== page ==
q  The presentation of Professor Edmund Tayao focused on the salient features of the proposed “Bayanihan Federalism.” He pointed out that there are 18 regions identified as the starting point for the transition towards federalism. A Regional Governor will head the Federated Regions and supported by a Regional Assembly elected through mixed first-past-the-post (FPTP) and proportional representation (PR). He also recommends that regarding tax assignments, we should follow in situ collection and administration and that regions should obtain taxes that are due to them. Moreover, the 50-50 sharing of revenues will also be followed.  FRs will receive equalization funds for support, especially those that are still fiscally weak during the transition.


q  Attorney Michael Henry Yusingco of IAG and Ateneo Policy Center discussed the emerging issues on the “Bayanihan Federalism” draft charter. He outlined in his presentation the economic and political implications of the draft charter, including the weaknesses of its transitory provisions. He pointed out that there could be a potential imbalance in the fiscal arrangement, as regions appear to be responsible for fewer functions and yet have a more significant share of the revenue pie. He added that patronage and partisanship politics could dominate the management of equalization funds. Regarding political implications, the proposed system can cause ambiguity in shared and reserved powers, creating potential conflicts between regional governments and LGUs. The very powerful Federal Transition Commission tasked to formulate the transition plan which is headed by the President, and the step-in or take over the power of the President with no limitations, are seen as weaknesses of the transitory provisions.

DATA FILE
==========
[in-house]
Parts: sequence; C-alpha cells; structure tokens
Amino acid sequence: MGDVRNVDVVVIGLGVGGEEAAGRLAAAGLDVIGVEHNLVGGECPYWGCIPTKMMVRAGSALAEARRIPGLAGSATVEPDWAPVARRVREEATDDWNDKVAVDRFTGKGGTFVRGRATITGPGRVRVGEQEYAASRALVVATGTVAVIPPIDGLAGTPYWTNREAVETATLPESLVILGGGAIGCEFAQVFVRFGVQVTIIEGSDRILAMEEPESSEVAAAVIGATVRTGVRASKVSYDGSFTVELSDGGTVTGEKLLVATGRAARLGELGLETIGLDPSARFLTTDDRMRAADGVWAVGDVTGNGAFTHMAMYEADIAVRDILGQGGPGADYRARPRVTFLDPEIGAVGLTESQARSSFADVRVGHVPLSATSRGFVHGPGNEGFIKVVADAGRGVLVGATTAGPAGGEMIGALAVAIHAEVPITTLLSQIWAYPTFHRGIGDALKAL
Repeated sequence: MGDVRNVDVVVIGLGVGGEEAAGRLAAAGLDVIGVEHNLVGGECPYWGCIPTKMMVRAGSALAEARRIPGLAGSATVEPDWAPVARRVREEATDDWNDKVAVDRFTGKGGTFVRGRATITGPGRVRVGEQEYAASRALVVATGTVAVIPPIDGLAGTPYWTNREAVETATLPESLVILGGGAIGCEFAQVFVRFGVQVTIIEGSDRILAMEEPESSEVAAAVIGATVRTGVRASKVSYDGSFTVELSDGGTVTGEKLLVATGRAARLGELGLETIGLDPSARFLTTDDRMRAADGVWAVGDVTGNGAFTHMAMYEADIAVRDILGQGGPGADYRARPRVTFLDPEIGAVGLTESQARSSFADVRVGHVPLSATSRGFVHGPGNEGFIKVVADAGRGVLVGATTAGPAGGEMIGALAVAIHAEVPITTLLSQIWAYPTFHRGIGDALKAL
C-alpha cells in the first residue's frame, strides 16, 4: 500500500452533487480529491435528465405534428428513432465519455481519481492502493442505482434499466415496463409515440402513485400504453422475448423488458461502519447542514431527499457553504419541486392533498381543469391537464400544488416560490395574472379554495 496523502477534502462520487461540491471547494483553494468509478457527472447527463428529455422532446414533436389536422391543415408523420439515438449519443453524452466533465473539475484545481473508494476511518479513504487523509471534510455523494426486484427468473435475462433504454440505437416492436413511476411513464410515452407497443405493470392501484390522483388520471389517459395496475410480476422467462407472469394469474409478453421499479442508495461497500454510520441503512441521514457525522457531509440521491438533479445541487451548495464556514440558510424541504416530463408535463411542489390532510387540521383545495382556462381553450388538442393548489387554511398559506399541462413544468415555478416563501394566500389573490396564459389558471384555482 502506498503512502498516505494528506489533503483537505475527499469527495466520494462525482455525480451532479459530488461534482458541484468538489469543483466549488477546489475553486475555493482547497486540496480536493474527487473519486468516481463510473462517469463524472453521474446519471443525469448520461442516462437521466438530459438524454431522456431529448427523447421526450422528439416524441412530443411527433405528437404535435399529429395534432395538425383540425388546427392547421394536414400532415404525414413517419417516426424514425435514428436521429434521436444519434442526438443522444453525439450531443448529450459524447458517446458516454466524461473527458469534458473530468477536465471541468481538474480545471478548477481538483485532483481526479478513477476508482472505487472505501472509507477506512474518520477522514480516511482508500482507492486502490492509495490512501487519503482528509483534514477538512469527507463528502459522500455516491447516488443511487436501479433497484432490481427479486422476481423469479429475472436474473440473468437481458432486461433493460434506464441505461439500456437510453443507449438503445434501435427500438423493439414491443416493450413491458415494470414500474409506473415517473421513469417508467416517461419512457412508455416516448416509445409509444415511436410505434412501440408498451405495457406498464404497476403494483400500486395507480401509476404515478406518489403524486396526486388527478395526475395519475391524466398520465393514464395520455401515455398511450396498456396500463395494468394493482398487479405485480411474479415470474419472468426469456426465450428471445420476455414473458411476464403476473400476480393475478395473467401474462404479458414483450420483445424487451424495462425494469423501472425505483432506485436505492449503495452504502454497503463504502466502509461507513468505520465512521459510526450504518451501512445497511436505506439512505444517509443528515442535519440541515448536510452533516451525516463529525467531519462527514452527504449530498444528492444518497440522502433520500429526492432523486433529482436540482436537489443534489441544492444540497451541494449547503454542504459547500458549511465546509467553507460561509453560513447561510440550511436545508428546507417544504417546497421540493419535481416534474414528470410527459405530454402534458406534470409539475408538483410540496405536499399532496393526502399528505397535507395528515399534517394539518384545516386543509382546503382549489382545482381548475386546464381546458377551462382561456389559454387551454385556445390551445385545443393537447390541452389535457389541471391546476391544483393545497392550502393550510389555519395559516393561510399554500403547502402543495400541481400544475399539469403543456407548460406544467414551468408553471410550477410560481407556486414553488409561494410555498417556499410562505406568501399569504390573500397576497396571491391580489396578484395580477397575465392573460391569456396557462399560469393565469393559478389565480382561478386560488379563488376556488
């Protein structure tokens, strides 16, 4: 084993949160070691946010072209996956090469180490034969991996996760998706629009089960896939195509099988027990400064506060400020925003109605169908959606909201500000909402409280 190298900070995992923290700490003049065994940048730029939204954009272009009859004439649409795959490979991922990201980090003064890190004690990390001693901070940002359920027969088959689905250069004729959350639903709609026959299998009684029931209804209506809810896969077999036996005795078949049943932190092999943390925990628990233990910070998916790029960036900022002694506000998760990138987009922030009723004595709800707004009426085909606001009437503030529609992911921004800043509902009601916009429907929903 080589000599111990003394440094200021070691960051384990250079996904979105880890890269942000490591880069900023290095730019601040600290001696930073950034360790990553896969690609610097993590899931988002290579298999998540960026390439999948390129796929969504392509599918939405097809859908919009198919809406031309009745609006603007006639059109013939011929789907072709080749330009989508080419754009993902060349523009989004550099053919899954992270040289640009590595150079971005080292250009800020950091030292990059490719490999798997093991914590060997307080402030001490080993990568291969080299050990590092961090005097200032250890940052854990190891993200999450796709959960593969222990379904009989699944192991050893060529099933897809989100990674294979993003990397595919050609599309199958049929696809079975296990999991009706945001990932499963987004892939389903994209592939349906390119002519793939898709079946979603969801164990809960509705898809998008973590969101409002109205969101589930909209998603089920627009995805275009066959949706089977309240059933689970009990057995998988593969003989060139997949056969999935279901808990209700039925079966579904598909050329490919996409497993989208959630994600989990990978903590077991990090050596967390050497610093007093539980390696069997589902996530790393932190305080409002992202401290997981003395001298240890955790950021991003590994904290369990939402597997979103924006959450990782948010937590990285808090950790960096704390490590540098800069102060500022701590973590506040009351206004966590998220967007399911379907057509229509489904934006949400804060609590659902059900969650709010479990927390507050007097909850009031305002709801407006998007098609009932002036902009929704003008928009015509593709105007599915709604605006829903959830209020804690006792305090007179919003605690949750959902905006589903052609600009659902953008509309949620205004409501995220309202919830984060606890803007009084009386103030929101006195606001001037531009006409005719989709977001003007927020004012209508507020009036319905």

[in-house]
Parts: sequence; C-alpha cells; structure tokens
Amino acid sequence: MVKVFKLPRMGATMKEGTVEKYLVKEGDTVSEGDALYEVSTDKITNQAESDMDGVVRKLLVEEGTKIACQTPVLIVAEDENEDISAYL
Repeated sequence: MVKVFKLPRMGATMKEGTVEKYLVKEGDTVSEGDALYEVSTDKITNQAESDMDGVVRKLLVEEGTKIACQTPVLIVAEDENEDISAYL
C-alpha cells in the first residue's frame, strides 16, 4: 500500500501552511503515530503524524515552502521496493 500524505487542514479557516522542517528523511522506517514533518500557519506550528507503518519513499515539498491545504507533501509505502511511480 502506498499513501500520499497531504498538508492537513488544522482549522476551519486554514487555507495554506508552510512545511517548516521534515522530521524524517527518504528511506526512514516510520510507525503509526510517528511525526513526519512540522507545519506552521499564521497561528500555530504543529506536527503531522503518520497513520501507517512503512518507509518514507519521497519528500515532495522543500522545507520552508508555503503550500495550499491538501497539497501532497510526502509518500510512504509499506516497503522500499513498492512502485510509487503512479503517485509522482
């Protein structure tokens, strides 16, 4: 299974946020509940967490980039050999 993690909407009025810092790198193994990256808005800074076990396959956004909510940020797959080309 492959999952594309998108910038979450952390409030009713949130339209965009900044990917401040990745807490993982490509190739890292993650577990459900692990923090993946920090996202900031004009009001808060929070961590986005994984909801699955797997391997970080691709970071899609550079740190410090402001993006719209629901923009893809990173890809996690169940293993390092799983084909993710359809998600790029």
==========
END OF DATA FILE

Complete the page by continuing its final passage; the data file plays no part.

q  In the open forum, questions and issues raised include the: a) proposed provisions on the political dynasty, b) imposition of taxes between the federal and state government, c) representation in the Federal Intergovernmental Commission, and d) global trend of countries shifting towards a federal system of government


9:00 AM - 9:30 AM                  Registration
9:30 AM - 9:40 AM



Director General

CPBRD, House of Representatives

9:40 AM - 9:50 AM



Executive Director

Institute for Autonomy and Governance (AIG)

9:50 AM - 11:50 AM


Introduction to Federalism, Inter-governmental Relations and federated States


International Institute for Democracy and Electoral Assistance 

Proposed Bayanihan Federalism


Member, Consultative Committee to Review the 1987 Constitution

Emerging Issues on the Bayanihan Federalism Draft Charter


Fellow, IAG and Ateneo Policy Center

11:50 AM - 12:50 AM Open Forum (Working Lunch)
12:50 AM - 1:20 PM


Observations and Comments


International Institute for Democracy and Electoral Assistance 

Turn-over of Educational Materials on Federalism and Charter Change


International Institute for Democracy and Electoral Assistance

1:20 PM - 2:00 PM Closing



Director,  Social Policy Research Service, CPBRD